Let it be noted that this mayor, during the term of his mayoralty, so indulged the city populace that, calling themselves the "commune of the city", they had gained the primary say in city affairs. For all business that this mayor brought to a conclusion was done on their say-so, he asking them, "Do you wish that it be done this way?" and, if they replied "Ya! Ya!", then so it was done. The other side of the coin was that the aldermen or the great men of the city were consulted little, if at all, on such matters – almost as if they didn't even exist. As a result, the populace became so carried away with itself and self-important that, at the time of the national conflicts mentioned above, they formed themselves into companies, of hundreds and thousands, bound by oath to stand together, on the pretext of preserving the peace – although they themselves were clearly the ones disturbing the peace. For whereas the barons had taken up arms only against those who infringed the statutes mentioned above, and plundered their property, but this in full light of day, the others by night broke into the houses of the Cahorsins and others in the city who were no enemies of the statutes, and used violent force to carry off goods they found in those houses, as well as doing many other illegal things. As for the mayor, he gave them a half-hearted slap on the wrist.
[De Antiquis Legibus Liber, 55]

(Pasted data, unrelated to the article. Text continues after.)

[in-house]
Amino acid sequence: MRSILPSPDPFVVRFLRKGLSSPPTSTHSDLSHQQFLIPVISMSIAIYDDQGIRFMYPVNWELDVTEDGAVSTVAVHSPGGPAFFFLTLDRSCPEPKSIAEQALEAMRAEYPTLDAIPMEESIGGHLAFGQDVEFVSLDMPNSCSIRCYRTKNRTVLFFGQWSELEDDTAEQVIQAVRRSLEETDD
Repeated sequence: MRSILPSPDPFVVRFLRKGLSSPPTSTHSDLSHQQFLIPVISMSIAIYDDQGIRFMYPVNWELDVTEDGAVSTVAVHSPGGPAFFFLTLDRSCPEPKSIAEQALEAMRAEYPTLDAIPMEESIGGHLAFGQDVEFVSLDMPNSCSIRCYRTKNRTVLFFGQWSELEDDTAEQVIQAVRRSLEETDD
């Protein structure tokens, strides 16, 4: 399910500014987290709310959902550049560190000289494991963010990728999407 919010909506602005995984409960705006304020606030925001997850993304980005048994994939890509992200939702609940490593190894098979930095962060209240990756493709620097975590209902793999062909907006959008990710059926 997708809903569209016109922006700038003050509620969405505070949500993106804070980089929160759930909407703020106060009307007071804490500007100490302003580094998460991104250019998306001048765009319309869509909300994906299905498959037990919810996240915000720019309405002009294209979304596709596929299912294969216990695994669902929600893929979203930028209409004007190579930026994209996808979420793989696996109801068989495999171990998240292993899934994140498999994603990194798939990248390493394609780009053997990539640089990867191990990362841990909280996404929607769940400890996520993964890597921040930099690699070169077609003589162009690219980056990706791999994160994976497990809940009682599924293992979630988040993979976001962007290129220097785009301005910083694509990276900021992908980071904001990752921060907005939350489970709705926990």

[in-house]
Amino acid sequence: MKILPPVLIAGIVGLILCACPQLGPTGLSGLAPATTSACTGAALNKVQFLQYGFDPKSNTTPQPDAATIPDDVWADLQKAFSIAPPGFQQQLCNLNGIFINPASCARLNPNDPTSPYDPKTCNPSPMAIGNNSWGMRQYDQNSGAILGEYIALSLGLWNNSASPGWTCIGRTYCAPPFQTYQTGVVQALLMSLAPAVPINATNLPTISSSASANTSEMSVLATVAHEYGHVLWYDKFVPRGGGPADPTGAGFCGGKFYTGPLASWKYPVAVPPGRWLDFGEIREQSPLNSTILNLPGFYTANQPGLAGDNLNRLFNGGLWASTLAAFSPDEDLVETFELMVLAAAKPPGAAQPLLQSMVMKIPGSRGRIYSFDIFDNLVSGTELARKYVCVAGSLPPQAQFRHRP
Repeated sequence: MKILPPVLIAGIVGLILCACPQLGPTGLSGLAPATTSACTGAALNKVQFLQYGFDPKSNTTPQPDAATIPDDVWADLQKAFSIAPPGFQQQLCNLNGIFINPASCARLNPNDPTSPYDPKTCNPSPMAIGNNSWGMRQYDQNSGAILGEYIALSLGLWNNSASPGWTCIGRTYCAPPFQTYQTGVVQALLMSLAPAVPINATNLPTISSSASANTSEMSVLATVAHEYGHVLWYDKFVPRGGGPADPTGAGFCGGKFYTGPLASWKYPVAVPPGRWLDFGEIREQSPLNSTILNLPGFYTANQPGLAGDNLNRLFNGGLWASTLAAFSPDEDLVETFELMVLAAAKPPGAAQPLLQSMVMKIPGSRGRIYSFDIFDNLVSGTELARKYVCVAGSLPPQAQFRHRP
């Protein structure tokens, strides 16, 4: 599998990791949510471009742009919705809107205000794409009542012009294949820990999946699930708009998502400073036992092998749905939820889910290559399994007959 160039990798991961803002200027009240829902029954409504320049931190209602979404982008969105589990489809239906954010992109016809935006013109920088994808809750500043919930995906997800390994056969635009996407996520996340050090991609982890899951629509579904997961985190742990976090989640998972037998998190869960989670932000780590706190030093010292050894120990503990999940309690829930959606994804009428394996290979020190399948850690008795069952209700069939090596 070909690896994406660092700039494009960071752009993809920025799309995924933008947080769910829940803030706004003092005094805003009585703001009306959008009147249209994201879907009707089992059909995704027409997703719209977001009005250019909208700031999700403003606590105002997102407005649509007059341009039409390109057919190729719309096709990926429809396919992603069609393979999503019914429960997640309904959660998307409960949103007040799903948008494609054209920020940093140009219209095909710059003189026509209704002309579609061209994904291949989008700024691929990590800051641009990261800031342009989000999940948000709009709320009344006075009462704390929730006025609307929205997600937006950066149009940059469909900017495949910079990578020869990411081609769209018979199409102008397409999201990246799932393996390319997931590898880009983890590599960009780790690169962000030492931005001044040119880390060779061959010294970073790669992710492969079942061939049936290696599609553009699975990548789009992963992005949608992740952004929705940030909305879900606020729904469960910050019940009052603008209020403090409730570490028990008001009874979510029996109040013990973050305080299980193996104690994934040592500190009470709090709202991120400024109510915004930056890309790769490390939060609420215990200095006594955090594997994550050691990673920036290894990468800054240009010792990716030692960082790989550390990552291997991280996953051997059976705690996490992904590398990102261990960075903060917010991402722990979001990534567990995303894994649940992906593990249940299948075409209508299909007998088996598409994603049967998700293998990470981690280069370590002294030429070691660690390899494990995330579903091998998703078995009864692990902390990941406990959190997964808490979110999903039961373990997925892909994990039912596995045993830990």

The forceful expression of popular will at the mayoral election of 1272 traces its roots back a decade to precisely the national crisis that gave rise to the chronicler's complaint above, a crisis which led to Simon de Montfort rallying his supporters and, with a large contingent of London infantry in his army, defeated the king's forces at Lewes. The city was divided in its loyalties, with much of the aldermannic class royalist, but the populace along with a few radicals and newcomers among the city patriciate favouring Montfort's rebels; this side-taking in the national contest was complicated by long-established rivalries in local politics. With the Montfortian party dominant in London, the traditional mechanisms of city government – the aldermannic council and the husting court – were displaced by mayor and folkmoot in a revival of old ambitions associated with the commune. Gwyn Williams [Medieval London, from Commune to Capital, University of London, 1963, ch.8] has shown that the backbone of the opposition to the patriciate came from crafts whose social and economic stars were on the rise – such as the fishmongers, cordwainers, and goldsmiths – and who were predisposed to hasten the process (as per Hoffer's theory of revolution) by acquiring similar advance in the political sphere.